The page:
A trip of a lifetime. That’s how fourth grade teacher Amanda Angel described her four-week, seven-city journey through China this summer. She chronicled the trip on Instagram (a.n.angelwasinchina).
Mrs. Angel, who teaches math, dove right into the Chinese educational system and visited Tianjin International School. She met with their fourth grade math teachers and the curriculum administrator to talk about educational philosophy, and she visited a class in session. “I’m bursting at the seams to share my take-aways. So much gratitude for the students, administrators, and students who welcomed this American stranger with warm hearts,” she wrote on her Instagram post.
She visited Beijing and enjoyed taking in the sights at night. “I saw the city come alive in a whole different way,” she wrote. Mrs. Angel took a class to learn how to make authentic Chinese dumplings, and she will be using the recipes in her classes to teach measurements. “They’ll have to master measurement with grams as well as angles first, though!” she wrote.
Next on the itinerary was Zhujiajiao, (otherwise known as “Water Town”). “A two-hour metro ride outside of Shanghai, and this old style Chinese town was a gift that kept on giving, with breathtaking and very authentic Chinese scenes around every turn.” In Shanghai, she enjoyed some of the areas that still look French from the time of French occupation.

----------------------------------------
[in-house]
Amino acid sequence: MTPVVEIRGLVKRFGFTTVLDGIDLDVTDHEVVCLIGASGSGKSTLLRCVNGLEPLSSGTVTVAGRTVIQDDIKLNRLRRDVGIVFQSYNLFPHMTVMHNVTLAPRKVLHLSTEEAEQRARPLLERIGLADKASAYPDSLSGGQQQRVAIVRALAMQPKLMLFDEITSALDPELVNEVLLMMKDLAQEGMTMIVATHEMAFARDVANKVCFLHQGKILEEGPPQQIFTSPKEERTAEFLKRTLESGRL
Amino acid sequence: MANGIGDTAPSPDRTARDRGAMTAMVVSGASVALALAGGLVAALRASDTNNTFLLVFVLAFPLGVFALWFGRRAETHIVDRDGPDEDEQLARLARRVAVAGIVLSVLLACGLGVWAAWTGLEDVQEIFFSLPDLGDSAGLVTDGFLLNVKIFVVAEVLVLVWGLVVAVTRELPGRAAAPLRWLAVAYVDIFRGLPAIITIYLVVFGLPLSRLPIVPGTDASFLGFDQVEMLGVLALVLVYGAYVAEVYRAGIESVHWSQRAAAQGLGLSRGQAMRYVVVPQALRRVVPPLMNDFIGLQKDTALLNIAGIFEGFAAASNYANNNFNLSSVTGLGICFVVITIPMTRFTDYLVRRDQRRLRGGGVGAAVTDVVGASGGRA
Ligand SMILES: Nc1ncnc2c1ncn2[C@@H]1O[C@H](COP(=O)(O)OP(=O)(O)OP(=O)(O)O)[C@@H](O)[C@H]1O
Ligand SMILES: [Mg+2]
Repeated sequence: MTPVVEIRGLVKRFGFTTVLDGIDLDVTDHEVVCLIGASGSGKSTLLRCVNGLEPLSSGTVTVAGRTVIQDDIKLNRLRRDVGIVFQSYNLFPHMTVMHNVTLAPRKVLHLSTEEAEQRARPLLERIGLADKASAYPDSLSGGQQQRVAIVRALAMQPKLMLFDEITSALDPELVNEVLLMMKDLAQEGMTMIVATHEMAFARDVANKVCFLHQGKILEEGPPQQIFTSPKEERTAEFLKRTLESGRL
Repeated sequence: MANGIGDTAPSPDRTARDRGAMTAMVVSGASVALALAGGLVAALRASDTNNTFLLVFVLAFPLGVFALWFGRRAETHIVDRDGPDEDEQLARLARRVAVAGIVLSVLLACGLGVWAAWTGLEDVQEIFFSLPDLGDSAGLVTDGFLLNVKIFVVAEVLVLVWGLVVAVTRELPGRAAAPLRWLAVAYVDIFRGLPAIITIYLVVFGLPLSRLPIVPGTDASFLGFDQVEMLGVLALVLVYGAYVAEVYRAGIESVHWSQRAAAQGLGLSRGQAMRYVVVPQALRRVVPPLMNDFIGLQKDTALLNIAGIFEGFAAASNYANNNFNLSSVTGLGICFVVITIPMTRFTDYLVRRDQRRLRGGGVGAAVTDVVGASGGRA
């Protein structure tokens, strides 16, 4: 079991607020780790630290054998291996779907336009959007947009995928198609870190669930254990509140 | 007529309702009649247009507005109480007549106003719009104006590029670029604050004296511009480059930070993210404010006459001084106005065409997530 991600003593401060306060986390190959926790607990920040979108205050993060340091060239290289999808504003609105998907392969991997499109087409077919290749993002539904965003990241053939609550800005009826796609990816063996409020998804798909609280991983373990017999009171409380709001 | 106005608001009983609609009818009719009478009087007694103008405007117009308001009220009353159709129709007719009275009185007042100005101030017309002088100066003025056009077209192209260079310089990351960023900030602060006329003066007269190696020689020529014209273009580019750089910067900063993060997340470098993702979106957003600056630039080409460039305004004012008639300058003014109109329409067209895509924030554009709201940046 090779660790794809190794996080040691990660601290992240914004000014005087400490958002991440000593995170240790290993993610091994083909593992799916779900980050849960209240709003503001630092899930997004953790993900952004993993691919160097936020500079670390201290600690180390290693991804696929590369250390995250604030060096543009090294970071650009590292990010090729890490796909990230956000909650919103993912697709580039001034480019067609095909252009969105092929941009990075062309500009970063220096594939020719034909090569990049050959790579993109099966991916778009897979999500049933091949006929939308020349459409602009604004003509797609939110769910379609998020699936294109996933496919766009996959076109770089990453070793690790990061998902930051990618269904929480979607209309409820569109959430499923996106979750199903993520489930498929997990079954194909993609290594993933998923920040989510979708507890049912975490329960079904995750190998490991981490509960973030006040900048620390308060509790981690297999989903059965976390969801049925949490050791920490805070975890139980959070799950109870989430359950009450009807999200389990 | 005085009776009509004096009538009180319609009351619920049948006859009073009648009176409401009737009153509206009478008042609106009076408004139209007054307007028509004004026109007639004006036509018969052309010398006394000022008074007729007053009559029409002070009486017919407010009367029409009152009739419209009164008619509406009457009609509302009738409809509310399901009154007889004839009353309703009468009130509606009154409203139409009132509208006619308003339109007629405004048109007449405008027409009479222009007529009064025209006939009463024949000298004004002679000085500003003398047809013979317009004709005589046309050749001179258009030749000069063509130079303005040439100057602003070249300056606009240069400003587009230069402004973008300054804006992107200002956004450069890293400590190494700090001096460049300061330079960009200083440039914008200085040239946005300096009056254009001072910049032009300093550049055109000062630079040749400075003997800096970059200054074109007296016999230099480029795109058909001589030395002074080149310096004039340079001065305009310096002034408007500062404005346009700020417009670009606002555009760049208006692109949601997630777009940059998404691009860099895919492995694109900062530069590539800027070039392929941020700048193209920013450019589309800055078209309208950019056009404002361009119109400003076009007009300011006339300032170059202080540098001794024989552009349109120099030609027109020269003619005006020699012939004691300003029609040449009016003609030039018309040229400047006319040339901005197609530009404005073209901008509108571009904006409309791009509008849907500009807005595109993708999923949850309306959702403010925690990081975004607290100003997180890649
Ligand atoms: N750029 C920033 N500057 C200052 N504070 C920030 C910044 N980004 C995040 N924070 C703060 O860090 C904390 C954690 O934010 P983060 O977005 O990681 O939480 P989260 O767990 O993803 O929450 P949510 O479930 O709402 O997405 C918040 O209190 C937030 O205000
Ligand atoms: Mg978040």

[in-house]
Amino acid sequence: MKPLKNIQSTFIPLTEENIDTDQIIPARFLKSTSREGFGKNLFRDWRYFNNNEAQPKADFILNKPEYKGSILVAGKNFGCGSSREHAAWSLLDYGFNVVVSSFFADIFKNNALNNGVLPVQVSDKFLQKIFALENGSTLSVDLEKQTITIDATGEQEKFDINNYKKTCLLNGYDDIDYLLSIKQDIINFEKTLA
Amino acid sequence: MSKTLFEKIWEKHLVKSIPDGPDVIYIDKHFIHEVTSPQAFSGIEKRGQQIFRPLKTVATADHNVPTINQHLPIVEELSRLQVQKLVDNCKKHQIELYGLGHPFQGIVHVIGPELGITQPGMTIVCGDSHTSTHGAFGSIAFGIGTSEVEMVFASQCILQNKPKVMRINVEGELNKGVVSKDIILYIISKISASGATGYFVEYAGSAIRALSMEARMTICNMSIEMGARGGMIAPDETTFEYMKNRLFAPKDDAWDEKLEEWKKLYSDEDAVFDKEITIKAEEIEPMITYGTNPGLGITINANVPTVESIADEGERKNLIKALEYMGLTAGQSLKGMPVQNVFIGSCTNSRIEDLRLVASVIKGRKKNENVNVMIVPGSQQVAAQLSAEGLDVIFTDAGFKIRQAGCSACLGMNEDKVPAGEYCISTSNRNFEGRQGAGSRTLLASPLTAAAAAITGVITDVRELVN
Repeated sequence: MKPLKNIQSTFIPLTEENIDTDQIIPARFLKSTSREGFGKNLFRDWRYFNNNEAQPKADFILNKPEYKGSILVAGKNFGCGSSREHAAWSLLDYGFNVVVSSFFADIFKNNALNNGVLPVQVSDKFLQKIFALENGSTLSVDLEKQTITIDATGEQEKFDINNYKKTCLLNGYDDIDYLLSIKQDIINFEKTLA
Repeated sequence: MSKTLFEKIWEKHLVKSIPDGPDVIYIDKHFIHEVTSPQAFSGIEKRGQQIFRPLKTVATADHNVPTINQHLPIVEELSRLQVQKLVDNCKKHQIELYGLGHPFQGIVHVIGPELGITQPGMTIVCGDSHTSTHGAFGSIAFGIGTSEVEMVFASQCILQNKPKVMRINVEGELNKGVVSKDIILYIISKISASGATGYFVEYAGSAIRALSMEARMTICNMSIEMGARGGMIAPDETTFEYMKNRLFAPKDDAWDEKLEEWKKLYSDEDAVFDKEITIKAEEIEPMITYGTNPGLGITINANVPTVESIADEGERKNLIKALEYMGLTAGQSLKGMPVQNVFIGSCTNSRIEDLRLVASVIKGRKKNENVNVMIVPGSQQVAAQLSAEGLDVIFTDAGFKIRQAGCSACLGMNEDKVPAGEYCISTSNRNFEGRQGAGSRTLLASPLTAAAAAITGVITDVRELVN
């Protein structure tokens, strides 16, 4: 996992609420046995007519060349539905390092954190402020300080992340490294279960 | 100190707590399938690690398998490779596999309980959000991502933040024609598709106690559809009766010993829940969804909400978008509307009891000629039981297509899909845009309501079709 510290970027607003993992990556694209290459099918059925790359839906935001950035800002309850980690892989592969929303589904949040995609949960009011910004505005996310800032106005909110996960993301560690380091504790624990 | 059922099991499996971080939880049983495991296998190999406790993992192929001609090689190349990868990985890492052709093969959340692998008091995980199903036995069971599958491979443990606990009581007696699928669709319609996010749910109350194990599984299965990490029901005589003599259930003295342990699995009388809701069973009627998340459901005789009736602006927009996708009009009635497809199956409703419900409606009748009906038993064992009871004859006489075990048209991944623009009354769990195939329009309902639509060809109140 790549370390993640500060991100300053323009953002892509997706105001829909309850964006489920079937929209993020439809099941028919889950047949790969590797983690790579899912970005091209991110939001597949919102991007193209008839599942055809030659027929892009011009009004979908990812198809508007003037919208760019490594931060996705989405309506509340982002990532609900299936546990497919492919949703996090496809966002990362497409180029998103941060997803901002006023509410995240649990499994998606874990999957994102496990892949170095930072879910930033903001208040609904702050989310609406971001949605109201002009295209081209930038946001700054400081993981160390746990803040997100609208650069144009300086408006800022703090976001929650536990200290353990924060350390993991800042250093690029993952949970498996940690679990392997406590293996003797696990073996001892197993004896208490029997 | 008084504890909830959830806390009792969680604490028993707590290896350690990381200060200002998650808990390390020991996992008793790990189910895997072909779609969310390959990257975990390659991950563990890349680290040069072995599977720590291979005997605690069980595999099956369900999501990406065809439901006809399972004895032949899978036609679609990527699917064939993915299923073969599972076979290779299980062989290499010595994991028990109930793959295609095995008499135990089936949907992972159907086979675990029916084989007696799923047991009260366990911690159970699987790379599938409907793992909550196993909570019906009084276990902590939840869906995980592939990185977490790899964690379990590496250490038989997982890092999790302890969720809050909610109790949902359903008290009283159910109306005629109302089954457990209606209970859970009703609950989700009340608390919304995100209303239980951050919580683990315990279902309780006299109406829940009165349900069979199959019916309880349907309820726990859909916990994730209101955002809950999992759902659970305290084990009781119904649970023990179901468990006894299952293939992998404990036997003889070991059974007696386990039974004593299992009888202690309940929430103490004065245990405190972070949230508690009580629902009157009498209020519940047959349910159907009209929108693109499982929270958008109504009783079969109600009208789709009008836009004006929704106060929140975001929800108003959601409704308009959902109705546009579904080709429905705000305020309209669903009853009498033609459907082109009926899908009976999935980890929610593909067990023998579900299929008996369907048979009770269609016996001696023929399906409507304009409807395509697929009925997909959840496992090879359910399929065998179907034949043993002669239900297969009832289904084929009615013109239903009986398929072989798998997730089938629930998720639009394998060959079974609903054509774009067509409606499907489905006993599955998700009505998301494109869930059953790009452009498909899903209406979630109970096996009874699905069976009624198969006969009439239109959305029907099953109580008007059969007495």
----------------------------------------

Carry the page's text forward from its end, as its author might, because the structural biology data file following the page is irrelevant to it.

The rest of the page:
Then, she took a 10-hour train ride to Chongqing, and she made more dumplings in Chengdu. In this city, she lived a childhood dream to see pandas. “I really liked panda things when I was a little girl. No surprise, my family sometimes called me Amanda Panda,” she wrote. “Just watching them eat (loads of bamboo) was mesmerizing. There was one bear I spent about 45 minutes with! My heart was filled to the brim this morning just by getting close to these amazing and adorable animals. I was also so glad to learn of all the great work in preserving and protecting them that the Panda Breeding and Research Center in Chengdu is doing for the bears.”
There was more sightseeing at the Wenshu Monastery. “It was so peaceful, and the courtyards were like a maze of breathtaking scenery,” she wrote.
In Leshan, she saw a giant 1,300-year-old Buddha carved in the rock of the mountain. “Apparently, there used to be a lot of shipwrecks right here on the River Dadu, where three rivers converge, and a monk spent his life raising money for this project to build a Giant Buddha to protect the sailors,” she wrote.
Guilin was a favorite city. “Guilin is so down to earth, so friendly, so Chinese! It’s a much smaller town than the others by comparison. It was amazing to run alongside the River Li this morning, join in a square dance, and enjoy a wonderful fresh fruit lunch,” Mrs. Angel wrote.
Another adventure was hiking to Yao Mountain, and Mrs. Angel also learned about tea on her journey. The final stop was Hong Kong.
“There were so many people that I met along the way who were absolutely essential to my experience. Staying in hostels is great for meeting other travelers from around the world, which is nice when you’re traveling solo to make a new friend now and then,” she wrote. “Even though I traveled alone, it was very rare that I ever felt lonely. The world is full of friends and great people just waiting to cross paths with you.”
Mrs. Angel's trip was made possible by the O.J. Morgan Travel Grant, which is provided to one teacher each summer. She is the ninth teacher to receive the grant.